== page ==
You might be thinking that I’m just bitter and jealous that others have managed to get a publishing deal while all I got is a framed five dollar check on the wall.  Well . . . yes.  That’s part of it.  But, there is truth to what I say.  In the forums of the critique website are actual published writers telling their publishing world tales of woe.  Many of them say that no matter how much a publisher touts that they want fresh, original stories that challenge the reader, what they really want is a story that will sell.  What stories sell?  Obviously, stories that have already sold before.  Just look at the recent vampire hysteria.  I wonder how many brilliant first novels were ignored and tossed in the trash because publishers were scrambling to jump on the blood-sucking bandwagon.   

This is the old dilemma of writing for money or writing for critical acclaim (even if the critics are just your friends and family).  Do you want to be McDonald’s or the quirky little italian joint down town that is packed every weekend and serves the best damn bolognese this side of, well, Bologna?  If you’re really, really, multiple-lottery winning lucky, you can get both.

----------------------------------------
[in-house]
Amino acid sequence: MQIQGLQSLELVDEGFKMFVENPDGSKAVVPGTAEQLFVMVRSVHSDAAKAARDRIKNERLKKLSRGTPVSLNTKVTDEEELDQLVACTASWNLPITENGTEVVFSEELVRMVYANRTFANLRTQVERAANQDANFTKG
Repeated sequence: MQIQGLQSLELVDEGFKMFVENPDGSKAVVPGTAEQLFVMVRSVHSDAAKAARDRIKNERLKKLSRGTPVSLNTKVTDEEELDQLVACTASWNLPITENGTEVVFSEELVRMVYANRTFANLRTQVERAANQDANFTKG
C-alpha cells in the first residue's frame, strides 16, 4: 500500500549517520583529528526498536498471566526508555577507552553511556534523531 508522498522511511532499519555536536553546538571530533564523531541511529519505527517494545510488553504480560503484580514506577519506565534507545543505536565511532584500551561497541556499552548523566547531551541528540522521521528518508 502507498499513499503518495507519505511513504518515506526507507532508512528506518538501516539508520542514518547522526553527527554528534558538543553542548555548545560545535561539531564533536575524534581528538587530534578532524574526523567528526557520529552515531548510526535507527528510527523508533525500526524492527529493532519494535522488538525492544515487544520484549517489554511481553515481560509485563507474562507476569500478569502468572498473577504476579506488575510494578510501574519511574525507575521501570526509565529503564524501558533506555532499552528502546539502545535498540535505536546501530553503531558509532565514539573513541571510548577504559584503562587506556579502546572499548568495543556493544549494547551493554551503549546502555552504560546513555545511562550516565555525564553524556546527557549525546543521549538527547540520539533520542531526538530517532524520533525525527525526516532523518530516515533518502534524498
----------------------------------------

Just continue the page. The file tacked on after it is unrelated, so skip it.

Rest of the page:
I’m really proud of the story that I sold and it has nothing to do with the money.  I was proud of it the moment I finished writing it.  I guess that’s the only formula I need.

19 thoughts on “fantasy world

  1. SUGGESTED “Nice Things to Say” COMPLIMENTS FOR JUNK: 1. You should have your beautiful story translated and go international. Suggest Latin or Sumerian. 2. I could hardly wait for the story to end. 3. Very descriptive adjectives. 4. Authoritative use of the word “the.” 5. Artful use of a first sentence to begin the novel. 6. I bet your mother is so proud. 7. Impressive numbering of the pages in chronological order. 8. The reader is able to determine where the the story begins and ends. 9. Have you considered photography? Telling a story with pictures instead of words seems to be an area in which you may excel. 10.Clever use of verbs helps the reader follow the action. 11. I can see you must be a good check writer and master of the grocery list.